October 24 to November 19, 2011
There is a saying that almost right is generally much worse than totally wrong. The idea being that totally wrong can be dismissed and forgotten whereas almost right nags at you for the fact that it could have been better. Lunchbox Theatre’s one woman show, Jake’s Gift, falls into the almost right category on every note. Whether it’s the performance, staging or script, the play marginally misses the mark making it a frustrating play to watch.
The story takes place in Normandy in the lead up to the 60th anniversary of the D-Day invasion. Here we meet Isabelle, a 10-year-old French girl who has “the most important job in the world” of taking care of the soldiers who fought there during the war. Through a conversation with her Grandmama we learn that Isabelle is a precious girl who knows quite a bit about the war and how Canadians liberated the area. We also learn that she is very excited to take part in the 60th anniversary planned celebrations and is even more eager to meet the Canadian war veterans who have come over to France to take part in the ceremony. Isabelle spots an old man named Jake looking out to the water from Juno beach and runs over to introduce herself. The two strike up a conversation and soon enough Isabelle has charmed her way into the old man’s gruff exterior through her inquisitive but sweet nature. Enough so that Jake begins to tell her about his own time in the war and how his eldest brother Chester died and is buried in Normandy. Jake has never visited his brother’s grave and it is clear from the outset that Jake has some unresolved feelings or issues about Chester’s death. Through the relationship he forms with Isabelle, Jake is able to face those ghosts and say a proper goodbye to his brother before returning home.
All the characters in the play are performed by Julie Mackey, and this is the first and most obvious instance of the almost right issue. Isabelle and her Grandmama are called upon to speak throughout the play with a French accent, but instead what we get is an almost French accent. Or more specifically a sometimes French accent. Grandmama only utters a few lines so the brogue is fairly easy to maintain, but with Isabelle’s co-starring role in the production we are presented with many lines that swing in and out of the accent and sometimes into another country entirely. The effect is dialogue that feels amateurish and at times lazy.
Equally as disruptive was Mackey’s physical portrayal of Isabelle who she plays in an overly boyish manner with lots of odd jerky movements that I suppose was meant to represent a child’s unselfconscious body language. The effort felt forced and distinctly like it was an adult trying very hard to behave in a childish manner.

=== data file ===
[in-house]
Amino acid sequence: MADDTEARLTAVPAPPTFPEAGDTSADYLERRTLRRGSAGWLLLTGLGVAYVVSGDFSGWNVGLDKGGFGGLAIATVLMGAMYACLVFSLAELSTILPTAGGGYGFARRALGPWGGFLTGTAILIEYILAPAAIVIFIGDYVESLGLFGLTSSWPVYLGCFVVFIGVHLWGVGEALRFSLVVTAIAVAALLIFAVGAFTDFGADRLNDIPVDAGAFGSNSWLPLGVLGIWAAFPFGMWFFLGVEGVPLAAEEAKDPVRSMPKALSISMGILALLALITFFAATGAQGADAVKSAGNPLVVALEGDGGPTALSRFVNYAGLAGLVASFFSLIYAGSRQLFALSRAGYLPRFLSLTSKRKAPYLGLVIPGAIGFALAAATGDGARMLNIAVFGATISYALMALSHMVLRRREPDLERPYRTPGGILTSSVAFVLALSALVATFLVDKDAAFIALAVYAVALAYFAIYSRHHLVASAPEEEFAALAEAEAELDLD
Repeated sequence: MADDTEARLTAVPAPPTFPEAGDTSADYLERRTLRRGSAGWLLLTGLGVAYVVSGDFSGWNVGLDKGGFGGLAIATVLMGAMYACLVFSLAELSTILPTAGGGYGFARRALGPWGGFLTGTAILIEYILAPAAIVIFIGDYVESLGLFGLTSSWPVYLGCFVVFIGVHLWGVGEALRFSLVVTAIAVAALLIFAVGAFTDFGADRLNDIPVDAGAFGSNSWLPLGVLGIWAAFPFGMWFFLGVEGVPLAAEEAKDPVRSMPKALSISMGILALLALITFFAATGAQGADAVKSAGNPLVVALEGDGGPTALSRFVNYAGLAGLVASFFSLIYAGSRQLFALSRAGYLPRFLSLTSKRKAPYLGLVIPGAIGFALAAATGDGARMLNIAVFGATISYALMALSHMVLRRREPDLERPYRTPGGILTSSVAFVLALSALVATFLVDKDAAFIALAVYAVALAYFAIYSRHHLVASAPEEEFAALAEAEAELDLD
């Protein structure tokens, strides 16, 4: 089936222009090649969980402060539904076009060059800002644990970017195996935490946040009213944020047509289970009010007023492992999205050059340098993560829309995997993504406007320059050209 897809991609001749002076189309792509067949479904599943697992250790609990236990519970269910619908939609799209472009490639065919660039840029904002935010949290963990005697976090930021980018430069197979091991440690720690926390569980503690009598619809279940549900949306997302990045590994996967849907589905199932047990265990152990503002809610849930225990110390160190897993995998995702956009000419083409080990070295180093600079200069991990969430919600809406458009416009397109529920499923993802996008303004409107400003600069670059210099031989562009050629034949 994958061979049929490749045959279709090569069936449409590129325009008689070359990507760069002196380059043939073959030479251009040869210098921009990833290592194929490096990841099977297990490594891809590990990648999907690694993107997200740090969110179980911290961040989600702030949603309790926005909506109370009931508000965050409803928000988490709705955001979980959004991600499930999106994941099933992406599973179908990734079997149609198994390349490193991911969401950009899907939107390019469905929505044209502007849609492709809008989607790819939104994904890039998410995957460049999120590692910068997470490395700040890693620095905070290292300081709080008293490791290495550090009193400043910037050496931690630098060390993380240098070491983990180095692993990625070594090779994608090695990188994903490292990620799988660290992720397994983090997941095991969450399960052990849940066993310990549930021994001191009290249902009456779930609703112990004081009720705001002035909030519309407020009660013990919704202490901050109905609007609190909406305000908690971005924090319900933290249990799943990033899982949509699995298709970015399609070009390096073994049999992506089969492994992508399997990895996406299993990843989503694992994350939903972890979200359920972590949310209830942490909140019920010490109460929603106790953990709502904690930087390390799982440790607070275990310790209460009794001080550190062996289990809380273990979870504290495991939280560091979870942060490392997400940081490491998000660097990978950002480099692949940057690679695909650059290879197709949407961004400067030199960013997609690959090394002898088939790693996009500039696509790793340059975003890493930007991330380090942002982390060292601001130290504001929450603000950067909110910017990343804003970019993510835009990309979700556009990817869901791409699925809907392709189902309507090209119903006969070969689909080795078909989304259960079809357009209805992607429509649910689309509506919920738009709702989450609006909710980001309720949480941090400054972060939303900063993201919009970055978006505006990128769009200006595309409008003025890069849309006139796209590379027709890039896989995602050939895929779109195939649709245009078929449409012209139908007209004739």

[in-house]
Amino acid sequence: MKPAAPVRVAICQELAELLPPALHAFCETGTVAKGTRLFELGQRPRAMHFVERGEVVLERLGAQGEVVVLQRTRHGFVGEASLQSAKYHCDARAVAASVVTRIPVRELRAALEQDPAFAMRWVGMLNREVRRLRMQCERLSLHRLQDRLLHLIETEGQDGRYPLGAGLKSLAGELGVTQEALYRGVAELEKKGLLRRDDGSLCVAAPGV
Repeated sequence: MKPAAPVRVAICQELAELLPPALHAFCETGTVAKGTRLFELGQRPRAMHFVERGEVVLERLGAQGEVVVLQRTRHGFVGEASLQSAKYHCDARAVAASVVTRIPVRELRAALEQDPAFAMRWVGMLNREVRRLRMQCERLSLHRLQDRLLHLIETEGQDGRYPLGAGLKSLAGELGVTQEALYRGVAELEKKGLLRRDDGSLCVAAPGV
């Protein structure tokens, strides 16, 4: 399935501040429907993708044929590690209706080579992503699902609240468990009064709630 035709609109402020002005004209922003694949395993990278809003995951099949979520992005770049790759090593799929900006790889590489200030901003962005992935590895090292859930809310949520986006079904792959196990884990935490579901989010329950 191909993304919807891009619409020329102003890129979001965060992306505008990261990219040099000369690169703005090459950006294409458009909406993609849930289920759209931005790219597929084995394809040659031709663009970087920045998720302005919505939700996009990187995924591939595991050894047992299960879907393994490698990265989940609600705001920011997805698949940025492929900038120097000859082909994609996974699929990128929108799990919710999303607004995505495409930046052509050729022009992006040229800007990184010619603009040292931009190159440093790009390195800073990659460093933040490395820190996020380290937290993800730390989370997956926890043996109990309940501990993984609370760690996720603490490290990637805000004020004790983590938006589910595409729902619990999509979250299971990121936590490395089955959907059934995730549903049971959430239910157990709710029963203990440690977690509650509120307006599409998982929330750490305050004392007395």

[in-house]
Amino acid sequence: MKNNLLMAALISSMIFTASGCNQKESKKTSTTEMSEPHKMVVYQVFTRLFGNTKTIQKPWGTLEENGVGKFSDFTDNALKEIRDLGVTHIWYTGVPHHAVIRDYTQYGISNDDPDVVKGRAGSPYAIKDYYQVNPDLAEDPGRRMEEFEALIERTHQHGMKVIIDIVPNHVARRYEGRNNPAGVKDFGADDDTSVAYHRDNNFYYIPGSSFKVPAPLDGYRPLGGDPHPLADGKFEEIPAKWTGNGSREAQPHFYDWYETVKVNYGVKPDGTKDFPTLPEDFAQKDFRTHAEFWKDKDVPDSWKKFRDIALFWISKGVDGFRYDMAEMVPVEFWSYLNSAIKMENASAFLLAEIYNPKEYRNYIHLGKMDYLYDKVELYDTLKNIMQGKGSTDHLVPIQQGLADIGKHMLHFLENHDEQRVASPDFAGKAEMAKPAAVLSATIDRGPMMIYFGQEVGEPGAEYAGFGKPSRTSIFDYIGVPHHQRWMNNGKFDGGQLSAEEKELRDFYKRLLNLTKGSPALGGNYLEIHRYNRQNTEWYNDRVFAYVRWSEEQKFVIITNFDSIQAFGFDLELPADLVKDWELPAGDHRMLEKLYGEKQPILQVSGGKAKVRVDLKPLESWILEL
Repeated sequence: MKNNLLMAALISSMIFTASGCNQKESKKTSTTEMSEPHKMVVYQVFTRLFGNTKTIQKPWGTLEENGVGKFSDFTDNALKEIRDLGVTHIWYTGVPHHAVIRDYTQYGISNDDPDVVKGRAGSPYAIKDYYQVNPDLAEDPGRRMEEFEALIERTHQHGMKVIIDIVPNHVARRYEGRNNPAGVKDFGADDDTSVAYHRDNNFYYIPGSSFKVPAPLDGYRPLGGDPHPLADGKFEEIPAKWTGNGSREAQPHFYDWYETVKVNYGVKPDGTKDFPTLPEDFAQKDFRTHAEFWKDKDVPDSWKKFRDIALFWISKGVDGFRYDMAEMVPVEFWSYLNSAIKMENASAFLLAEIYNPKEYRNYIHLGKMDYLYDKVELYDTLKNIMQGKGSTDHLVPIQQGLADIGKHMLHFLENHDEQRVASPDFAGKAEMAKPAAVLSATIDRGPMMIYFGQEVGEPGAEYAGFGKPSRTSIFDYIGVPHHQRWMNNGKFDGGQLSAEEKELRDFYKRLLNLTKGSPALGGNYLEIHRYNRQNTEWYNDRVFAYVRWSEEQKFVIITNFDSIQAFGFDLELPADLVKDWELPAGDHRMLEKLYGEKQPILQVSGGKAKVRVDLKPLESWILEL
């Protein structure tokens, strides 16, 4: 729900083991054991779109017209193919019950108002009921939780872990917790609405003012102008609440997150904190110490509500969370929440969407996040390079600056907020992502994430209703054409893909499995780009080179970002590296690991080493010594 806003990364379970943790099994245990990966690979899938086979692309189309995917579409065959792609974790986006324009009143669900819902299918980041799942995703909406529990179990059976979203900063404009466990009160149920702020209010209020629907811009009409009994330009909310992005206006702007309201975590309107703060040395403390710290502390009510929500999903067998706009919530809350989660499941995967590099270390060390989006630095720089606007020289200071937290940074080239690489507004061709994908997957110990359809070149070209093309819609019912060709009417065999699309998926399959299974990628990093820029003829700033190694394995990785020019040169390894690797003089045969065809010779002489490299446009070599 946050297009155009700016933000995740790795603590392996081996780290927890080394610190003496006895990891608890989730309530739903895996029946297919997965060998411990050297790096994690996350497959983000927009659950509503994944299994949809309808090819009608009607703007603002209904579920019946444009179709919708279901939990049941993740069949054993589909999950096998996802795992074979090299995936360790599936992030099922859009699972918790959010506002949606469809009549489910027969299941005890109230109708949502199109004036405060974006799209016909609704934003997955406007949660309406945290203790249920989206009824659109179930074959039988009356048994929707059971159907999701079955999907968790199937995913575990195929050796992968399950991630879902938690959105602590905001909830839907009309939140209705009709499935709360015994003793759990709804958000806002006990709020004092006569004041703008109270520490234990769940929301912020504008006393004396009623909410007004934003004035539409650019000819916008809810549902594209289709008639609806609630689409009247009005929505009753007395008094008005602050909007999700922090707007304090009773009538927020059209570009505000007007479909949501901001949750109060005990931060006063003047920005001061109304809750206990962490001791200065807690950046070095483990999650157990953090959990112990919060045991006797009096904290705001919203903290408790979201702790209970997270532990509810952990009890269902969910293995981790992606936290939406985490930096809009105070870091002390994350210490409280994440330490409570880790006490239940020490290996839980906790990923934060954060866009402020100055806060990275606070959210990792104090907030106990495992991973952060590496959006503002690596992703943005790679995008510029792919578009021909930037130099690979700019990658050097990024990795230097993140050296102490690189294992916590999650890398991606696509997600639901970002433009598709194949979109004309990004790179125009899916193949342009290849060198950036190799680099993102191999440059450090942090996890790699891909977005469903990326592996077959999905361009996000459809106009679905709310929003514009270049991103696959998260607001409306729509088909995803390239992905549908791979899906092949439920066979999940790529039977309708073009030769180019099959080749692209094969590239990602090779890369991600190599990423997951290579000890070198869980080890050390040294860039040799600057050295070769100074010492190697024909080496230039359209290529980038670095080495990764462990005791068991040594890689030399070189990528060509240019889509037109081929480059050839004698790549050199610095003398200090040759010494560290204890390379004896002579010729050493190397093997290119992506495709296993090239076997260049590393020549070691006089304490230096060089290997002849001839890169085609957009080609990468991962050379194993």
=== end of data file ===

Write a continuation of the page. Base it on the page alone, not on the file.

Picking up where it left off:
Mackey’s performance as Jake is much stronger and a wonderful portrayal of a tough on the outside old veteran who is really a softie on the inside. She nails the old man’s way of taking and moving so well that it’s not hard to believe that she really is a 70 plus year-old man. My only gripe about Mackey’s performance of Jake is that the one –armed shake that she so beautifully maintains throughout the play and his shuffling, limping walk completely disappear when Jake shows Isabelle how he can dance. It’s a minor thing, but it was enough to take me away from the spell of the acting and instead see the actor.
The writing, which was also done by Mackey, had moments of lovely poignancy that were unfortunately interrupted without fail. Jake’s monologues explaining his wartime experience, his time alone at the ceremony and his long overdue graveyard chat with his brother were totally engrossing and emotionally wrenching. However, every time we were treated to this wonderful writing it was cut way too short by the reappearance of Isabelle into the scene, breaking the spell and once again giving us her weird accent, awkward movement and uninspired dialogue. And if wasn’t just the scripting that made Isabelle’s reappearances into the scene or conversation feel disruptive. Dirk Van Stralen’s direction has Mackey make lightning quick character switches or jarring character entrances that feel almost slapstick and totally out-of-place with the story line.
The more the play went on, the more I wished they would slow the transitions down or better yet get rid of Isabelle altogether and let Mackey tell Jake’s story as a monologue so that we could enjoy the strong writing and acting that seems to be reserved only for his character. That would have been the best gift Jake could have given us.
For the guys – Mackey has you guys nailed – her performance as an old veteran is excellent. It almost makes up for the hackneyed plot and weak co-character. MAYBE SEE IT
For the girls – Sure watching a young girl relate to an old grandfather-type character tugs at our heartstrings, but it’s been done better. Focus on Jake and you’ll get a story worth seeing. MAYBE SEE IT
For the occasional audience – Decent one-woman show that throws emotional punches without demanding or taking too much out of you. SEE IT
For the theatre junkies – The one strong characterization does not make up for the weaknesses in the acting, plot or direction. SKIP IT